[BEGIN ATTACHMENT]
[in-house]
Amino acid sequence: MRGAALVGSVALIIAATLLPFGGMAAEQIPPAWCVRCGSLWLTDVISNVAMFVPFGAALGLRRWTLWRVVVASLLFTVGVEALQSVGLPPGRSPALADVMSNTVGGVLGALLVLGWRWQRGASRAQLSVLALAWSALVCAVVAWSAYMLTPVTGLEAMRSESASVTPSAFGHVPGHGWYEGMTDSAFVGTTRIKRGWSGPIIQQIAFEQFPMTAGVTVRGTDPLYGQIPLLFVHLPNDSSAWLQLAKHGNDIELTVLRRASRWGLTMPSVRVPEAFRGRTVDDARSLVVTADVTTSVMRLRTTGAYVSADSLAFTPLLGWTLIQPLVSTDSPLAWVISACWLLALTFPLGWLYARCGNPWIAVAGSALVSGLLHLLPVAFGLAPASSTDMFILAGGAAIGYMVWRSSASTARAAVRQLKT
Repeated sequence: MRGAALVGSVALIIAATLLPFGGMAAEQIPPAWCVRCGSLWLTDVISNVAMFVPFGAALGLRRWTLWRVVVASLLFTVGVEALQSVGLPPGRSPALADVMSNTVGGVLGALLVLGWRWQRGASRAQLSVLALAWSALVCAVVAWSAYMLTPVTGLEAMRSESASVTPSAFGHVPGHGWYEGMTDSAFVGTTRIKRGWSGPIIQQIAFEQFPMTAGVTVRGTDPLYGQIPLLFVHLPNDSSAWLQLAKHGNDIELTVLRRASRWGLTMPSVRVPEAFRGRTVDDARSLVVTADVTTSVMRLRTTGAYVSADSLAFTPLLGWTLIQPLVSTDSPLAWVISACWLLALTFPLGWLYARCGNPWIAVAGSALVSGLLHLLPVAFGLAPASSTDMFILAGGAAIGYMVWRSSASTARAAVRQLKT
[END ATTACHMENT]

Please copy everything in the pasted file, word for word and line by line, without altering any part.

[in-house]
Amino acid sequence: MRGAALVGSVALIIAATLLPFGGMAAEQIPPAWCVRCGSLWLTDVISNVAMFVPFGAALGLRRWTLWRVVVASLLFTVGVEALQSVGLPPGRSPALADVMSNTVGGVLGALLVLGWRWQRGASRAQLSVLALAWSALVCAVVAWSAYMLTPVTGLEAMRSESASVTPSAFGHVPGHGWYEGMTDSAFVGTTRIKRGWSGPIIQQIAFEQFPMTAGVTVRGTDPLYGQIPLLFVHLPNDSSAWLQLAKHGNDIELTVLRRASRWGLTMPSVRVPEAFRGRTVDDARSLVVTADVTTSVMRLRTTGAYVSADSLAFTPLLGWTLIQPLVSTDSPLAWVISACWLLALTFPLGWLYARCGNPWIAVAGSALVSGLLHLLPVAFGLAPASSTDMFILAGGAAIGYMVWRSSASTARAAVRQLKT
Repeated sequence: MRGAALVGSVALIIAATLLPFGGMAAEQIPPAWCVRCGSLWLTDVISNVAMFVPFGAALGLRRWTLWRVVVASLLFTVGVEALQSVGLPPGRSPALADVMSNTVGGVLGALLVLGWRWQRGASRAQLSVLALAWSALVCAVVAWSAYMLTPVTGLEAMRSESASVTPSAFGHVPGHGWYEGMTDSAFVGTTRIKRGWSGPIIQQIAFEQFPMTAGVTVRGTDPLYGQIPLLFVHLPNDSSAWLQLAKHGNDIELTVLRRASRWGLTMPSVRVPEAFRGRTVDDARSLVVTADVTTSVMRLRTTGAYVSADSLAFTPLLGWTLIQPLVSTDSPLAWVISACWLLALTFPLGWLYARCGNPWIAVAGSALVSGLLHLLPVAFGLAPASSTDMFILAGGAAIGYMVWRSSASTARAAVRQLKT